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See detailCan principal component analysis be used to predict the dynamics of a strongly non-linear marine biogeochemical model?
Raick, Caroline ULg; Beckers, Jean-Marie ULg; Soetaert, Karline et al

in Ecological Modelling (2006), 196(3-4), 345-364

In the framework of model complexity reduction, we investigate the ability of the principal component analysis technique to represent in a compact form the dynamics of a coupled physical-ecosystem model ... [more ▼]

In the framework of model complexity reduction, we investigate the ability of the principal component analysis technique to represent in a compact form the dynamics of a coupled physical-ecosystem model. The biogeochemical model describes the evolution in time and depth of the partly decoupled nitrogen and carbon cycles of the pelagic food web in the Ligurian Sea (North Western Mediterranean Sea) through 19 biogeochemical state variables. The GHER hydrodynamic model (1D version) is used to represent the physical forcings. The coupled model presents a high variability in time and space that can be decomposed in modes by principal component analysis. To investigate the possibility of being represented in a compact form, the model is constrained to evolve in a reduced space spanned by its most dominant modes of variability that are the empirical orthogonal functions (EOFs). Different orthogonal bases (formed by 1D and OD EOFs) are used to investigate the performance and realism of the method. 1D vertical EOFs show a tendency to impose a spatial structure to model results according to the most dominant EOFs. In the case of OD EOFs, results of the reduced model can be very close to the original one, but it requires a large number of modes. (c) 2006 Elsevier B.V. All rights reserved. [less ▲]

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See detailModel complexity and performance: How far can we simplify?
Raick, Caroline ULg; Soetaert, Karline; Grégoire, Marilaure ULg

in Progress in Oceanography (2006), 70(1), 27-57

Handling model complexity and reliability is a key area of research today. While complex models containing sufficient detail have become possible due to increased computing power, they often lead to too ... [more ▼]

Handling model complexity and reliability is a key area of research today. While complex models containing sufficient detail have become possible due to increased computing power, they often lead to too much uncertainty. On the other hand, very simple models often crudely oversimplify the real ecosystem and can not be used for management purposes. Starting from a complex and validated 1D pelagic ecosystem model of the Ligurian Sea (NW Mediterranean Sea), we derived simplified aggregated models in which either the unbalanced algal growth, the functional group diversity or the explicit description of the microbial loop was sacrificed. To overcome the problem of data availability with adequate spatial and temporal resolution, the outputs of the complex model are used as the baseline of perfect knowledge to calibrate the simplified models. Objective criteria of model performance were used to compare the simplified models' results to the complex model output and to the available data at the DYFAMED station in the central Ligurian Sea. We show that even the simplest (NPZD) model is able to represent the global ecosystem features described by the complex model (e.g. primary and secondary productions, particulate organic matter export flux, etc.). However, a certain degree of sophistication in the formulation of some biogeochemical processes is required to produce realistic behaviors (e.g. the phytoplankton competition, the potential carbon or nitrogen limitation of the zooplankton ingestion, the model trophic closure, etc.). In general, a 9 state-variable model that has the functional group diversity removed, but which retains the bacterial loop and the unbalanced algal growth, performs best. (C) 2006 Elsevier Ltd. All rights reserved. [less ▲]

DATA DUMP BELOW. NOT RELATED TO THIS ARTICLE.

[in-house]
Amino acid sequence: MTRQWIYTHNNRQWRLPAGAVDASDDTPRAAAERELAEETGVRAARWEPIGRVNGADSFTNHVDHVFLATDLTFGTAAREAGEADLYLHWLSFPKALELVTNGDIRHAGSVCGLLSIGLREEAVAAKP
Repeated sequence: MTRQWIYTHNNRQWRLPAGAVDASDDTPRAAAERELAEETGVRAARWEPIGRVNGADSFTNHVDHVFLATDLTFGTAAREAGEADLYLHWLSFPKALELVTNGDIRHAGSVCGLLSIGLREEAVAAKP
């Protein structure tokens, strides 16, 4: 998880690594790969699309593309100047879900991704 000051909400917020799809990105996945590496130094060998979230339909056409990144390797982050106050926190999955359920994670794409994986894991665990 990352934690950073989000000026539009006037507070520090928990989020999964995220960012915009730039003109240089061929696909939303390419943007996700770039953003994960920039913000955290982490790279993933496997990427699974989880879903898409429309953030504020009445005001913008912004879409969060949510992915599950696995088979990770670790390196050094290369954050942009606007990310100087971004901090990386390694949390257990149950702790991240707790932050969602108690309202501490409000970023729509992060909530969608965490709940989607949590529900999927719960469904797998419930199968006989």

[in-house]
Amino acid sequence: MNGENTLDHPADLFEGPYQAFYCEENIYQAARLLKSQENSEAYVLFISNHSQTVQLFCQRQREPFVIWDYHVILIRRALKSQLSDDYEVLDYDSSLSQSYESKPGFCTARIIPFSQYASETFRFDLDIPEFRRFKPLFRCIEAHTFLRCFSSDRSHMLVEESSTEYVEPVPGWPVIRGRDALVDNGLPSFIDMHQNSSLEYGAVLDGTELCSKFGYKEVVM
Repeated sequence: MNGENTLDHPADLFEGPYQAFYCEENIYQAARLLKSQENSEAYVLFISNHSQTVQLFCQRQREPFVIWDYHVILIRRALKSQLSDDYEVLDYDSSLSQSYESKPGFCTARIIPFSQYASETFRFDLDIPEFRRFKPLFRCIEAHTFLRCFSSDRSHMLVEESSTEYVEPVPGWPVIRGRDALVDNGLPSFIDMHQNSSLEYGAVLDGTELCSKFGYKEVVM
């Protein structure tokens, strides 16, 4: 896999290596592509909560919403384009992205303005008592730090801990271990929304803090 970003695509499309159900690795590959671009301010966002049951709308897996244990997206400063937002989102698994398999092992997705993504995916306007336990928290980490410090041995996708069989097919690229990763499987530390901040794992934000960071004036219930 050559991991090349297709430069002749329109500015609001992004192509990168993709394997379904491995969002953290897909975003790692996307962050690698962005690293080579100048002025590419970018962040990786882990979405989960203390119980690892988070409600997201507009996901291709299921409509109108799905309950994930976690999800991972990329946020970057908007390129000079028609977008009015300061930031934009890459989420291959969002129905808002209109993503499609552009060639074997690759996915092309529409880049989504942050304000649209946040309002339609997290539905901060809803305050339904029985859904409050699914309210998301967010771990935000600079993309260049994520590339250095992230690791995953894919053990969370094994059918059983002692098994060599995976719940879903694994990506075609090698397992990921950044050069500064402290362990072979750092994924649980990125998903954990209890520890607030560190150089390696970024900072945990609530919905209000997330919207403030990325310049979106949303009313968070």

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See detailStudy of the seasonal cycle of the biogeochemical processes in the Ligurian Sea using a ID interdisciplinary model
Raick, Caroline ULg; Delhez, Eric ULg; Soetaert, Karline et al

in Journal of Marine Systems (2005), 55(3-4), 177-203

A one-dimensional coupled physical-biogeochemical model has been built to study the pelagic food web of the Ligurian Sea (NW Mediterranean Sea). The physical model is the turbulent closure model (version ... [more ▼]

A one-dimensional coupled physical-biogeochemical model has been built to study the pelagic food web of the Ligurian Sea (NW Mediterranean Sea). The physical model is the turbulent closure model (version I D) developed at the GeoHydrodynamics and Environmental Laboratory (GHER) of the University of Liege. The ecosystem model contains 19 state variables describing the carbon and nitrogen cycles of the pelagic food web. Phytoplankton and zooplankton are both divided in three size-based compartments and the model includes an explicit representation of the microbial loop including bacteria, dissolved organic matter, nano-, and microzooplankton. The internal carbon/nitrogen ratio is assumed variable for phytoplankton and detritus, and constant for zooplankton and bacteria. Silicate is considered as a potential limiting nutrient of phytoplankton's growth. The aggregation model described by Kriest and Evans in (Proc. Ind. Acad. Sci., Earth Planet. Sci. 109 (4) (2000) 453) is used to evaluate the sinking rate of particulate detritus. The model is forced at the air-sea interface by meteorological data coming from the "Cote d'Azur" Meteorological Buoy. The dynamics of atmospheric fluxes in the Mediterranean Sea (DYFAMED) time-series data obtained during the year 2000 are used to calibrate and validate the biological model. The comparison of model results within in situ DYFAMED data shows that although some processes are not represented by the model, such as horizontal and vertical advections, model results are overall in agreement with observations and differences observed can be explained with environmental conditions. (c) 2004 Elsevier B.V. All rights reserved. [less ▲]